To puny humans, the Earth has always looked immense but just recently we discovered the truth: sometime during the 1970s, the human economy grew so large that it outgrew planet Earth. We humans have exceeded some invisible ecological limits and we are now degrading the planet’s natural capacity to renew itself. We are living in a condition called “overshoot” — like the cartoon Roadrunner who speeds off a cliff, hangs stationary in midair, still running ever faster, until the inevitable crash. To avoid the crash we humans must reduce our footprint by reducing our numbers or by reducing our individual demands upon the ecosystem, or both. Running ever faster won’t help.

In 2005, the authoritative Millennium Ecosystem Assessment (MEA) was published — a five-year study of the condition of the Earth’s ecosystems, involving 1360 scientists from all across the globe. When they announced the first volume, the MEA Board of Directors said, “At the heart of this assessment is a stark warning. Human activity is putting such strain on the natural functions of Earth that the ability of the planet’s ecosystems to sustain future generations can no longer be taken for granted.”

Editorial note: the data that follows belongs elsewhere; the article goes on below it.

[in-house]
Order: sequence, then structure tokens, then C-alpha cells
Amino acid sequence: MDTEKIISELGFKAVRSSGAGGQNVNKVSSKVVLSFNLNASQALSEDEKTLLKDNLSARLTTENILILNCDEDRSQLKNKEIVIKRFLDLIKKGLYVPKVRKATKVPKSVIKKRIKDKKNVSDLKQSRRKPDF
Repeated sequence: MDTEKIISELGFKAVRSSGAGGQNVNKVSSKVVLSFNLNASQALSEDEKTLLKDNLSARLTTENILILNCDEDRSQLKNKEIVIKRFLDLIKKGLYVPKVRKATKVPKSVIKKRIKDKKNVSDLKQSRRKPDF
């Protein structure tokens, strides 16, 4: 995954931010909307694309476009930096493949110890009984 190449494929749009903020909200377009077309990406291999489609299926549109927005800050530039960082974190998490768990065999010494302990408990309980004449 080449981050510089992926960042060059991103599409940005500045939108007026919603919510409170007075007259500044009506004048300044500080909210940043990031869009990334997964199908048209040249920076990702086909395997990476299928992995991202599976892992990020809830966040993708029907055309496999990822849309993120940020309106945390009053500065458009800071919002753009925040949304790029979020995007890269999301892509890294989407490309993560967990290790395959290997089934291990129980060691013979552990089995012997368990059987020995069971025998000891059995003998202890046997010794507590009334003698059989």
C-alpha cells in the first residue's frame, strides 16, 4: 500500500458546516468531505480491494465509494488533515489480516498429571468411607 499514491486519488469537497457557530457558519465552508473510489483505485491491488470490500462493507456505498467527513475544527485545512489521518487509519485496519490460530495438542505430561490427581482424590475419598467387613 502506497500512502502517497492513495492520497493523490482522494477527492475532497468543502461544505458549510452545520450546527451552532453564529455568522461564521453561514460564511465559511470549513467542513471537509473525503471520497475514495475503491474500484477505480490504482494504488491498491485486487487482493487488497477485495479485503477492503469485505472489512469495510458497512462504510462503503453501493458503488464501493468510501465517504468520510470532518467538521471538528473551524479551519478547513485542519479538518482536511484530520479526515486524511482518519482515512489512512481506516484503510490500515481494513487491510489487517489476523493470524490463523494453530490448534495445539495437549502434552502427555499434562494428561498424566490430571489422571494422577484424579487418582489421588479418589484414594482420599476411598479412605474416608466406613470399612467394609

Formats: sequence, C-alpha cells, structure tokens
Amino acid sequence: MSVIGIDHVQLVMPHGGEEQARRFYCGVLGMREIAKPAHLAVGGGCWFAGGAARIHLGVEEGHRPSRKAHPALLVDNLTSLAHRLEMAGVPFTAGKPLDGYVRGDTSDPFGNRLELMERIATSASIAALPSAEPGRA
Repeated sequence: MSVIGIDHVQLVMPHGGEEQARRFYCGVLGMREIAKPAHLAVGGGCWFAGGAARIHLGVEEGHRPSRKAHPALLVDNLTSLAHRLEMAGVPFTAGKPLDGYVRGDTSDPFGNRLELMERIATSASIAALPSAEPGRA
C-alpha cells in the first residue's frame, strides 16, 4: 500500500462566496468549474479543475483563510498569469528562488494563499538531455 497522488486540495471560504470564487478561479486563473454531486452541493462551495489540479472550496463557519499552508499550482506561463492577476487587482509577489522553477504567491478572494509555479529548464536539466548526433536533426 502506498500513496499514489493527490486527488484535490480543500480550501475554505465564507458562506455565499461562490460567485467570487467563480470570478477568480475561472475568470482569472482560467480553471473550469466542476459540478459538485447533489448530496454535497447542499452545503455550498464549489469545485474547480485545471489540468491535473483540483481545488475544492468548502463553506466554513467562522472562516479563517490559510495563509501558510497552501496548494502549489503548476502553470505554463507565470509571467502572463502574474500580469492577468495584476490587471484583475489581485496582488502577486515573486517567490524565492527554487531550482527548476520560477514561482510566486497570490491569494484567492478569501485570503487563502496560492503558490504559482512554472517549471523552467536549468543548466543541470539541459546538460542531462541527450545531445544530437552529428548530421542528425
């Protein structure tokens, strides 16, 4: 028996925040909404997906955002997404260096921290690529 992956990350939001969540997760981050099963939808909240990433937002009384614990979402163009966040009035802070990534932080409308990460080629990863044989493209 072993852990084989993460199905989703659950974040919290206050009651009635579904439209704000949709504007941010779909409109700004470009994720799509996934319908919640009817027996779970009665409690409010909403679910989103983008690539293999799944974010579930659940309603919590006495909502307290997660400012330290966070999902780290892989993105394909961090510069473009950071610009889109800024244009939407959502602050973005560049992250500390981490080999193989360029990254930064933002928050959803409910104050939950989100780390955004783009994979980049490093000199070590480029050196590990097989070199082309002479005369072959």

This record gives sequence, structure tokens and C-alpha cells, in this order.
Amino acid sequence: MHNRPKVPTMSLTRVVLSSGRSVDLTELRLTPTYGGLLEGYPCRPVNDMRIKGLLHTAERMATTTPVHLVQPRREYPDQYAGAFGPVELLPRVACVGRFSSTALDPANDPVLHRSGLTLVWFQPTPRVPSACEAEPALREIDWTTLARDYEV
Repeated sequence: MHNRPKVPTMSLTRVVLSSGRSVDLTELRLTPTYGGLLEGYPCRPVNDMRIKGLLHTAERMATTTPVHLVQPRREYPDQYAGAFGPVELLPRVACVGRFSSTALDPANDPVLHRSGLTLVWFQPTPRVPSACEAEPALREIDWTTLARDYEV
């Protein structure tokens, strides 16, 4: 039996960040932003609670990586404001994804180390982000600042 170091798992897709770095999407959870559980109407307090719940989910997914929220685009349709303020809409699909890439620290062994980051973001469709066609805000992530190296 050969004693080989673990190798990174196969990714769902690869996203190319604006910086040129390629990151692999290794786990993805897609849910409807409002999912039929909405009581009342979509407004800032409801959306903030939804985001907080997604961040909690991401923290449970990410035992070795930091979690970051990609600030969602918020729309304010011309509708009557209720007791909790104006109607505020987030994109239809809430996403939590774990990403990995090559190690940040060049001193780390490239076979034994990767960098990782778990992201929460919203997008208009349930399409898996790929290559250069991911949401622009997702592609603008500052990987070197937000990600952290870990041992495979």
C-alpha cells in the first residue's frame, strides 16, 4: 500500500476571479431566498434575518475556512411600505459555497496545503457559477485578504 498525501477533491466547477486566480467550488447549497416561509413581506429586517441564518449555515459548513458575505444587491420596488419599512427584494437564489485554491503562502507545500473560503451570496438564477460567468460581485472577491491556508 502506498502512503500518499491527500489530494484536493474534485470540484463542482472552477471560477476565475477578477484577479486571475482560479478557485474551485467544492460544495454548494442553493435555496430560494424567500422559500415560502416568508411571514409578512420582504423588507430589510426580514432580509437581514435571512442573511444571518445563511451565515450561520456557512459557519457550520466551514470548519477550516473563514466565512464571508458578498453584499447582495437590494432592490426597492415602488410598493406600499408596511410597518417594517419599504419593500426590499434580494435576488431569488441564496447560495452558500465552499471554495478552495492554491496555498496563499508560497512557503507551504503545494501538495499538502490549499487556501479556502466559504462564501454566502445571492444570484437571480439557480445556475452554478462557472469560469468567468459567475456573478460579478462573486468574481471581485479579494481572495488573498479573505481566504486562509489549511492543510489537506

In 2007, the Global Environment Outlook report (known as GEO-4) was published. GEO-4 concluded (among other things) that human activities now require 54 acres (22 hectares) per person globally, but Earth can provide only 39 acres (16 hectares) per person without suffering permanent degradation. We are living well beyond Earth’s means.

For additional corroboration, see Mathis Wackernagel and others, “Tracking the ecological overshoot of the human economy,” Proceedings of the National Academy of Sciences (Vol. 99, No. 14, July 9, 2002), pgs. 9266-9271 and see the web site of the Global Footprint Network.